100th California State Amateur Championship
The Olympic Club
June 20-25, 2011
June 25, 2011
SAN FRANCISCO - The third time was the charm for Bhavik Patel of Bakersfield, who captured the 100th playing of the California State Amateur at storied Olympic Club.
The Bakersfield resident failed to qualify for match play in the two previous championships, but rode a hot putter to an 8-and-6 victory over Kevin Wentworth of Arnold in the final. Wentworth was bidding to become the first mid-amateur since Don DuBois in 2005 to win the title. The final tally is the most lopsided result since 1996 when Mark Johnson won 8 and 7 over Brian Crocker. Patel’s win also makes it six wins in the last seven years for Southern Californians – Geoff Gonzalez’s title at Lake Merced in 2009 the lone exception.
As with nearly all his matches on the week, the champion established an early lead by winning holes 5-7 to take a 3-up advantage. Patel closed the morning round 3-up, based primarily on the strength of his putter and mental fortitude. Despite hitting only four of 14 fairways and eight of 18 greens, Patel carded a 73 by making the putts he needed to. On 16, the long par-5, Patel canned a 10-footer for birdie after watching his opponent hole out from the front bunker.
“When you have greens that roll well and you make a good putt, it goes in,” Patel said regarding his hot putter. “And it pays to have a local caddie.” Both competitors had never played Olympic before this week and sometimes were perplexed by the firm greens and foggy, cold weather during the final. Approach shots were almost routinely short throughout that match, placing a premium on the short game, an ability the champion demonstrated multiple times. “The wind swirls out here and seemed to be hurting all day,” Patel said. “My short game and putter won me the match.”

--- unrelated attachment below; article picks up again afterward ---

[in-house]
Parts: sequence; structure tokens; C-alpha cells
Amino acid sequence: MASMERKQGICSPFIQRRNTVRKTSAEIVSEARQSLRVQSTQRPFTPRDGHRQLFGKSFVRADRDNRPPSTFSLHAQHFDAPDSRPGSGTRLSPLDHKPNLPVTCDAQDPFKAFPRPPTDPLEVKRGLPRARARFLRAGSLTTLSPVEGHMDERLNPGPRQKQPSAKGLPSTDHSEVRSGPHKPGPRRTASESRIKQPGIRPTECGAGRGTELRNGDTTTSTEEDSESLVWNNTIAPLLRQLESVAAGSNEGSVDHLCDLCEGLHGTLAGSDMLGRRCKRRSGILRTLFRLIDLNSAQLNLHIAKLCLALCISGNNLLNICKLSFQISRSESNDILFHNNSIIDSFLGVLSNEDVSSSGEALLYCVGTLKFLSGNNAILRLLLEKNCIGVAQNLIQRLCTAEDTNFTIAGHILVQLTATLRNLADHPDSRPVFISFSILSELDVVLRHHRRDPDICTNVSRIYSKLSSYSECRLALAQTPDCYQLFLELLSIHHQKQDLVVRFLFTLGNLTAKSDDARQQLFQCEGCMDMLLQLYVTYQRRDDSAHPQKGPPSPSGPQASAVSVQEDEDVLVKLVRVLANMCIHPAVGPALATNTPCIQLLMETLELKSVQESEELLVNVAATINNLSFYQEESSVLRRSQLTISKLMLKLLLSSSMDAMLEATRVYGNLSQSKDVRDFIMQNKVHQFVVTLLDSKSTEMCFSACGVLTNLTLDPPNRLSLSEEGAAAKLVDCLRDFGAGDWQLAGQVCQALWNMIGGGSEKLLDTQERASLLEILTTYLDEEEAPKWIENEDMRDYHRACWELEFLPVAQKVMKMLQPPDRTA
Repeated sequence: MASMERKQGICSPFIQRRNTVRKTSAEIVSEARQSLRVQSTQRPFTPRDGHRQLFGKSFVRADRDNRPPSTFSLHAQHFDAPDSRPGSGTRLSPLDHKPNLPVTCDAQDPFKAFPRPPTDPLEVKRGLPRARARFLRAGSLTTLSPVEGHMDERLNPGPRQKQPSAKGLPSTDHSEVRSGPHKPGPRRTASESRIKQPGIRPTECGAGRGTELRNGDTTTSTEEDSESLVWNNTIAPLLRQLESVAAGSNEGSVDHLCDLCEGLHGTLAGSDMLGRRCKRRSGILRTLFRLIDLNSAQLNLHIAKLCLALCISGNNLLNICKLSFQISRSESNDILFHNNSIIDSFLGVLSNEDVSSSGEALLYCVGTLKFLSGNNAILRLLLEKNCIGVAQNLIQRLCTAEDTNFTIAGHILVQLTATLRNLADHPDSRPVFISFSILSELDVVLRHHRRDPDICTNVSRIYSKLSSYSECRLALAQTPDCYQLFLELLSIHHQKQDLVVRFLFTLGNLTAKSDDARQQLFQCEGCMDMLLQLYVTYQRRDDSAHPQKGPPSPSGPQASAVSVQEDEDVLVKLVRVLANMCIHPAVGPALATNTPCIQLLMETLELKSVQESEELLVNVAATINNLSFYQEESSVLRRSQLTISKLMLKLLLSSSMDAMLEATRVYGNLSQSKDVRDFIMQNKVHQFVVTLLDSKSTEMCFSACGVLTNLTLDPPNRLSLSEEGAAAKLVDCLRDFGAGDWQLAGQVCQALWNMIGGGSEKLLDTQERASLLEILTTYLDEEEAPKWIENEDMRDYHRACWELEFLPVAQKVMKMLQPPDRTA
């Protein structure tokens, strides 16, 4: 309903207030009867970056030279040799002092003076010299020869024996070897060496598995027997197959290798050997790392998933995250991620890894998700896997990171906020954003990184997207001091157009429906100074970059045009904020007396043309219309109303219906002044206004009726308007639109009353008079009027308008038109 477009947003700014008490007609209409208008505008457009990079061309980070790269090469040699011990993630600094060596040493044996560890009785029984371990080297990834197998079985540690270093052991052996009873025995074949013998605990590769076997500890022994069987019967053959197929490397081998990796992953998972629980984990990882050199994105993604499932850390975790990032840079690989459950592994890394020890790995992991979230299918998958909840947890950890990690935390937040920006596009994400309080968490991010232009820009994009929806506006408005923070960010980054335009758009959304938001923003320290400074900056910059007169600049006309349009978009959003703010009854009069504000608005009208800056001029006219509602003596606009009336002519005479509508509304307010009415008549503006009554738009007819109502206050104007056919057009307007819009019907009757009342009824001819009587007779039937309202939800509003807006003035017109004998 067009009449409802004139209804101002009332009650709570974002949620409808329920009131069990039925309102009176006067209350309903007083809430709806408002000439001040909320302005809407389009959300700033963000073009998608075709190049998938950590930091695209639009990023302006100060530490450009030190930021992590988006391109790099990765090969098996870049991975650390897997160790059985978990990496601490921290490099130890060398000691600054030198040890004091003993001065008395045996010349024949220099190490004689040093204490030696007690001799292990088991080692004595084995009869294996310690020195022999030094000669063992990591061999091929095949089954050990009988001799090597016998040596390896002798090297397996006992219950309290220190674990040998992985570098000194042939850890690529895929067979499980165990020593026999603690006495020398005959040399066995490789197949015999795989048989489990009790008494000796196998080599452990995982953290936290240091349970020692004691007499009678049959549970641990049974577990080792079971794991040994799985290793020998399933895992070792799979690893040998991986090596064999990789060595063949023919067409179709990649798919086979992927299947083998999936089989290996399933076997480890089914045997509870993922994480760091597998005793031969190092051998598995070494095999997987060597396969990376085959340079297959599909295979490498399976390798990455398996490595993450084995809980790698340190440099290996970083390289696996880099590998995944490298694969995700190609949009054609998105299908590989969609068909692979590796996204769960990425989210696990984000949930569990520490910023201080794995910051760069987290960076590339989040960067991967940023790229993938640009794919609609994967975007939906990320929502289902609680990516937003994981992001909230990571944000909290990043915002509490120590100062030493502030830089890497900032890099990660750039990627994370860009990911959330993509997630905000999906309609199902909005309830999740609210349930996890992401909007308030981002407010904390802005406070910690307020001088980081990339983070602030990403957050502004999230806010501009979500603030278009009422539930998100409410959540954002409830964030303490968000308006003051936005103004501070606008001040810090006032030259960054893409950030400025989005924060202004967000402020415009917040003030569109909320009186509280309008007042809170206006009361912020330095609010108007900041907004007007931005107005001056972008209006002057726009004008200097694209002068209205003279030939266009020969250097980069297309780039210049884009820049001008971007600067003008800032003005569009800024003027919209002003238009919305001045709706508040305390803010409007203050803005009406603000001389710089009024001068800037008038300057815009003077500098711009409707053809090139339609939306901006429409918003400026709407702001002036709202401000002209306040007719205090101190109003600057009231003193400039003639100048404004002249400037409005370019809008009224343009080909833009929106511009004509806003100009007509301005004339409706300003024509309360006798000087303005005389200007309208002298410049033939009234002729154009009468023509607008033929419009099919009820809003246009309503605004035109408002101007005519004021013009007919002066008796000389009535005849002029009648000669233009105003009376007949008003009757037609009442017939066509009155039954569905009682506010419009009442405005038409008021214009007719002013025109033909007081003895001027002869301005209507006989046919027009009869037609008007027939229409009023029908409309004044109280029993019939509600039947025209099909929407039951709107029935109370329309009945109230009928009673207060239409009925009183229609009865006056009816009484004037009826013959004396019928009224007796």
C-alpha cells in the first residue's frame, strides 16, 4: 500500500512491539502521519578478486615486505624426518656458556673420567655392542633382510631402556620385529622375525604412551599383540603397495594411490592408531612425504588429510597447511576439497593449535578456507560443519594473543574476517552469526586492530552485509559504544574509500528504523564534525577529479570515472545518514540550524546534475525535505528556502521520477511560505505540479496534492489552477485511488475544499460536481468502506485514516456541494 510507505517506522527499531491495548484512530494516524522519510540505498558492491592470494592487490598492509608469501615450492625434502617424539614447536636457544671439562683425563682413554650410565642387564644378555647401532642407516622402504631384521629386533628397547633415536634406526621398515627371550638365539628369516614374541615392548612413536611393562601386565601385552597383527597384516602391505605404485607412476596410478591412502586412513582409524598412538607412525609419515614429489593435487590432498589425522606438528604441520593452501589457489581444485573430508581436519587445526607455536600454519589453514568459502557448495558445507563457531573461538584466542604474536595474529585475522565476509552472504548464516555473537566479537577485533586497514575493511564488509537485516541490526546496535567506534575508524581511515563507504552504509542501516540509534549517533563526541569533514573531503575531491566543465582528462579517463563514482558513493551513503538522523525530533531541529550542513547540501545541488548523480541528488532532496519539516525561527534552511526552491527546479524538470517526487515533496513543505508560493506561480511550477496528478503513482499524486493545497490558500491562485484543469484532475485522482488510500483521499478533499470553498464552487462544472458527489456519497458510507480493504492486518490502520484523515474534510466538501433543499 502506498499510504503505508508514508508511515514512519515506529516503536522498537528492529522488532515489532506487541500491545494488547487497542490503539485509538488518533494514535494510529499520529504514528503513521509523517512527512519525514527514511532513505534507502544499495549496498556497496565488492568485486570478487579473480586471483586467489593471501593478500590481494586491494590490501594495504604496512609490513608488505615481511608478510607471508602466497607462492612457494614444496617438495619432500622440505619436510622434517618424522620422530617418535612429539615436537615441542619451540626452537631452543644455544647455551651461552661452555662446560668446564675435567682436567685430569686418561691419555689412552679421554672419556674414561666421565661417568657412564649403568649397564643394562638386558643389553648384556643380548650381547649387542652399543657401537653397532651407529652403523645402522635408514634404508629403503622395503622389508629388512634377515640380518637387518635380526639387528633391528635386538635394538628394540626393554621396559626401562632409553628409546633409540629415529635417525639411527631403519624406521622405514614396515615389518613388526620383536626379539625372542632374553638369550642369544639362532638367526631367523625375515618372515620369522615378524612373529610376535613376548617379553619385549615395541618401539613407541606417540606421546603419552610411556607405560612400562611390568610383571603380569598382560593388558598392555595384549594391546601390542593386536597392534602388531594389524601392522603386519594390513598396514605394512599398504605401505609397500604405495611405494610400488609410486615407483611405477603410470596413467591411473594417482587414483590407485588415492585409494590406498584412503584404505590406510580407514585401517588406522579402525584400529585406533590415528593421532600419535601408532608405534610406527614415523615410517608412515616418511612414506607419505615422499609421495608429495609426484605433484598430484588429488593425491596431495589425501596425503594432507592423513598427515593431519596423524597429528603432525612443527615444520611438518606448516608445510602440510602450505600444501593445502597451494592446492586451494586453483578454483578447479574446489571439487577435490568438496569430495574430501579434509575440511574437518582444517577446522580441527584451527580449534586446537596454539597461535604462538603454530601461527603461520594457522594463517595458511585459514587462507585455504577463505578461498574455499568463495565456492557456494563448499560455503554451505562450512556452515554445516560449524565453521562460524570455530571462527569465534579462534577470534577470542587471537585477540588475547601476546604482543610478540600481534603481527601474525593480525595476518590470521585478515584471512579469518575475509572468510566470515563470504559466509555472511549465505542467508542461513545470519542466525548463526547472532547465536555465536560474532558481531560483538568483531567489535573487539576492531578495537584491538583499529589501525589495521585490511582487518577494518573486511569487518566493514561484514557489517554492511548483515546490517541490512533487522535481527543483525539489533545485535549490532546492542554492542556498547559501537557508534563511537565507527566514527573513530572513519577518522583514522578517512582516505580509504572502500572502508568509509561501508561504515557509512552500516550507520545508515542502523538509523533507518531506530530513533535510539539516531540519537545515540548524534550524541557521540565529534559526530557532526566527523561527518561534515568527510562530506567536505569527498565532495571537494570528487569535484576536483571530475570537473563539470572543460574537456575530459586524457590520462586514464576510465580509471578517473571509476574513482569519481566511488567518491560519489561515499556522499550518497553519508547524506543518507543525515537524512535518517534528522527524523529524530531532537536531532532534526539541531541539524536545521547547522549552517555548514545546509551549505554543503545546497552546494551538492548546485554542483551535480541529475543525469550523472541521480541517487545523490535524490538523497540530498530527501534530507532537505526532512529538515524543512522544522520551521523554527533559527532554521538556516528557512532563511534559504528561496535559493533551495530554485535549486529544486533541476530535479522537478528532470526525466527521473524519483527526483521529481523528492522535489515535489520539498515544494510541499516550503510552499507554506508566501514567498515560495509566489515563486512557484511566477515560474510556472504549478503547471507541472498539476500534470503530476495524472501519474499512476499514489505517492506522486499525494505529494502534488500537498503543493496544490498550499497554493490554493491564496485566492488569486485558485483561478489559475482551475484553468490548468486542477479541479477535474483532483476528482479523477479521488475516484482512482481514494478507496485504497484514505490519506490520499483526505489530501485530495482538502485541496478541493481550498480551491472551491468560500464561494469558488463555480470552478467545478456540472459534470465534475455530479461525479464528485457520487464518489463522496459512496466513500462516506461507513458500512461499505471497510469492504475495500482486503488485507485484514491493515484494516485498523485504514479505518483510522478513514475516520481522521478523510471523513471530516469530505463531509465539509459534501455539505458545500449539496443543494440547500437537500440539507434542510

After the lunch break, Patel, a rising senior at Fresno State, more than doubled his lead via winning four of the first five holes. The 4th hole told the tale of match, as Patel hit a push-fade off the tee that ended up in the adjacent fairway and Wentworth followed him with a hook into the long weeds for a lost ball. “The door was open and I just couldn’t walk through,” Wentworth said. The 7-up lead held through the next six holes where the players matched par for par. Patel secured the championship on the 12th hole, the 30th of the match, with a birdie. Wentworth managed to only win two holes on the day.
“I just didn’t have my game today,” the runner-up said. “I can’t take anything away from Bhavik, but simple shots I made look hard.” Wentworth’s steady short game was cold throughout the day, and the Arnold resident failed to capitalize on any of the champion’s mistakes. “He made a ton of putts,” Wentworth said. “And I wish I could have matched him. He found a way and I never got any momentum.”
The 27-year-old Wentworth had never tasted the kind of success he achieved this week, and clearly enjoyed the championship. “It was a great experience,” he said.
For Patel, the championship not only propels him toward a stellar final collegiate season, it provided a necessary lesson to an aspiring professional career. “I’ve got a long way to go, but if I can hit my driver straight I can really compete. This golf course taught me that,” he said. “But knowing a lot of the names on that trophy and winning here at Olympic in the 100th championship…it’s a dream come true.”
Live Finals Blog
Hole 1 – Both players off the tee strong and display deft short games in making birdie. All Square